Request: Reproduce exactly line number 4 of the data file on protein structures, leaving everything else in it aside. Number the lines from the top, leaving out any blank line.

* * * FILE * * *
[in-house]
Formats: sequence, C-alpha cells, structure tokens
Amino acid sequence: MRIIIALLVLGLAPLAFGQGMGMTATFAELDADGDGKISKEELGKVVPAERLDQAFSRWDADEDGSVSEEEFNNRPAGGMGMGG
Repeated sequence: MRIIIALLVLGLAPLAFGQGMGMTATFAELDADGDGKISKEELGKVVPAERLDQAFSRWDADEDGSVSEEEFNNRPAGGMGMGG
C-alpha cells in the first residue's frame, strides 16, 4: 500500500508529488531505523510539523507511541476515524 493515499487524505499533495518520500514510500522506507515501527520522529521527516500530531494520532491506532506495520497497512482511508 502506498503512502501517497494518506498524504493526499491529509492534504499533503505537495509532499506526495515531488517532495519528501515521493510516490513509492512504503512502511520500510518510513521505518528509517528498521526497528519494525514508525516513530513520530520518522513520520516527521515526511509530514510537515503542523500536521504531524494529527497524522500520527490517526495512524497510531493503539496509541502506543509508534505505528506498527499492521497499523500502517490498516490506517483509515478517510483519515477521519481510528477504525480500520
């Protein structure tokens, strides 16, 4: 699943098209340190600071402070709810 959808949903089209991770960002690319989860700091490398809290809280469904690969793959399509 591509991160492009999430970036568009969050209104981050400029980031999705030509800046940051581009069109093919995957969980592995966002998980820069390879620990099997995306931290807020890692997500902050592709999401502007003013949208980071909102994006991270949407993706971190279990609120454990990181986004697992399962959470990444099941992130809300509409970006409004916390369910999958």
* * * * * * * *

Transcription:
Repeated sequence: MRIIIALLVLGLAPLAFGQGMGMTATFAELDADGDGKISKEELGKVVPAERLDQAFSRWDADEDGSVSEEEFNNRPAGGMGMGG